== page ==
Today's News

  • Dems question use of video

    SANTA FE (AP) — Legislative Democrats are questioning the use of videotaping committee hearings and floor debates.
    Senate Democrat Tim Jennings of Roswell alleges the cameras operated by Governor’s Office staffers are intended to catch them for political purposes.
    A spokesman for Gov. Susana Martinez tells the Albuquerque Journal there is no preference given to either House or Senate committees — or any committee in particular.
    Some legislators question whether that is actually the case. They noted that committee meetings that feature high-profile agenda items are generally the ones that are filmed.

  • Update 02-01-12

    Historic board

    The Fuller Lodge Historic Districts Advisory Board will meet at 5 p.m. today at Fuller Lodge.

    T-Board meeting

    The Transportation Board’s regularly scheduled meeting has been moved to 5:30 p.m. Feb. 9 in the public works conference room, 2101 Trinity Drive.

    Special session

    A special session with council and the Los Alamos Board of Education is scheduled for
    6:30 p.m. today at council chambers.

    Ashley Pond

    A public meeting will be held regarding Ashley Pond will be at 6:30 p.m Thursday, Feb. 9. in the Community Building Council Chambers


  • IBEX probe glimpses Interstellar Neighborhood

    Space scientists, including researchers from Los Alamos National Laboratory, have described the first detailed analyses of captured interstellar neutral atoms—raw material for the formation of new stars, planets and even human beings.

    The information was presented in Washington, D.C., at a press conference sponsored by the National Aeronautics and Space Administration (NASA).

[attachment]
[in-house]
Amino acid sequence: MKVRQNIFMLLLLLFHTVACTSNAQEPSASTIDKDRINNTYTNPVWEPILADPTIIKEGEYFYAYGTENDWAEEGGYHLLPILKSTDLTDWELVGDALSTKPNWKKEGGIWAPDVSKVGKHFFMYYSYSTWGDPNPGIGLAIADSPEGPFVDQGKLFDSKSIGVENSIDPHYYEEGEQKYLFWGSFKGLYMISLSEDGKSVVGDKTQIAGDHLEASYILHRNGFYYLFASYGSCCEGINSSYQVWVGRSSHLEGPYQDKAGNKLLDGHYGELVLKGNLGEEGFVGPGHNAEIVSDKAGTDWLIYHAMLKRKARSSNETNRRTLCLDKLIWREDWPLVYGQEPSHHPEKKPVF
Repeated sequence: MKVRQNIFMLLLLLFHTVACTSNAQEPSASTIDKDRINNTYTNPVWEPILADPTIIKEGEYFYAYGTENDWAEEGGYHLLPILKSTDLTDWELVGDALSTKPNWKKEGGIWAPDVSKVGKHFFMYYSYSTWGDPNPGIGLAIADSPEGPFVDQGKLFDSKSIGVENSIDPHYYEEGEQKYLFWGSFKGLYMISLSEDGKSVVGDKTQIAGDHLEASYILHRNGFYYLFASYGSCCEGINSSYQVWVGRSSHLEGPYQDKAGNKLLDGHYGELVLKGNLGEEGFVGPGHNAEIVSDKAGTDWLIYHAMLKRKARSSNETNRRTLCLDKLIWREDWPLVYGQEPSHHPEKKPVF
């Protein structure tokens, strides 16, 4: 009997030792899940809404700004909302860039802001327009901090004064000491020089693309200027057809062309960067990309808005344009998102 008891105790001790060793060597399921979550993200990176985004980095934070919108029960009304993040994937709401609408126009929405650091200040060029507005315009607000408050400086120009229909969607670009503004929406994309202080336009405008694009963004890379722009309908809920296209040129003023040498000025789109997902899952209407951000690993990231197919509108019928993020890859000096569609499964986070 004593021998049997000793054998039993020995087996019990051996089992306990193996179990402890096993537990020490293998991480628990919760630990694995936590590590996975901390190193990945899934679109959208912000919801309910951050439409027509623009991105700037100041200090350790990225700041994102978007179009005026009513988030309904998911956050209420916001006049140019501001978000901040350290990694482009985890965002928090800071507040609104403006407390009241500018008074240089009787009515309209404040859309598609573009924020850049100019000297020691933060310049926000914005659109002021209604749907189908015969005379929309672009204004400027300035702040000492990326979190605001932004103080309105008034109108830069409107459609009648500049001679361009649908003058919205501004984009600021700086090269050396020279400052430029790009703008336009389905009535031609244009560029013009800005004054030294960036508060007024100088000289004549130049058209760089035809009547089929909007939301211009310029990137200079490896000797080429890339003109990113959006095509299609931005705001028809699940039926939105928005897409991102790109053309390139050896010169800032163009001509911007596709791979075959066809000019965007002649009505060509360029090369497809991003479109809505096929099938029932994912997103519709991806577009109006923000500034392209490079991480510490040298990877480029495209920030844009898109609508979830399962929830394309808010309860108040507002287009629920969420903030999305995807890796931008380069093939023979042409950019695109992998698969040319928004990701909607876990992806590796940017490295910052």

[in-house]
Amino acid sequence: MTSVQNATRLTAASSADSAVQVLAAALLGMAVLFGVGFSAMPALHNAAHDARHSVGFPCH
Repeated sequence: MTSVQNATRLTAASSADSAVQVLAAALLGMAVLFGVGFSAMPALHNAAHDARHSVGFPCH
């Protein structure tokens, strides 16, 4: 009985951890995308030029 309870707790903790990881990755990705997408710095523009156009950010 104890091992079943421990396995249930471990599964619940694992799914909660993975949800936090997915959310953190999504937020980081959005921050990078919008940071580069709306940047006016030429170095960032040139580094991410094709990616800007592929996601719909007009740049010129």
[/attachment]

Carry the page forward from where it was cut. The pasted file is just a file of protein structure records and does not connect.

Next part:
Researchers presented data from the Interstellar Boundary Explorer (IBEX), which directly sampled material carried from outside our solar system across the galaxy by solar and stellar winds. Full details of the research comprise a six-paper special section in the February edition of Astrophysical Journal Supplements.

  • CMRR funding in limbo

    What’s next for the future of the Chemistry and Metallurgy Research Replacement Nuclear Facility in the next fiscal year is just about anybody’s guess.

    Last week, an article in the Nuclear Weapons and Materials Monitor, said Los Alamos National Laboratory (LANL) officials are bracing for a “massive cut” to the proposed CMRR facility.

    “We’re not expecting funding for CMRR (in FY2013),” a LANL manager told the trade publication.  “Right now, we’re planning to go without.”

    In FY 12, the project did receive $200 million in funding but the final Congressional report said that no construction activities were funded.

  • First Born Graduate

     The First Born Program of Los Alamos and Los Alamos Medical Center recently honored the first family to complete its full three-year home visiting course, Itzia Rodriguez, her mother, Crystal, and their extended family. Free to all first-time families, First Born staff offers parents researched suggestions for best parenting from prenatal to three years old, and connect families with community services as needed. The First Born Program is Los Alamos County’s only early childhood program. It is supported by Los Alamos Medical Center and the LAMC Auxillary, and funded by the LANL Foundation; N.M. Children, Youth and Families Division; and community donors. For more information, contact Patricia Worth R.N., Program Manager, 661-9230.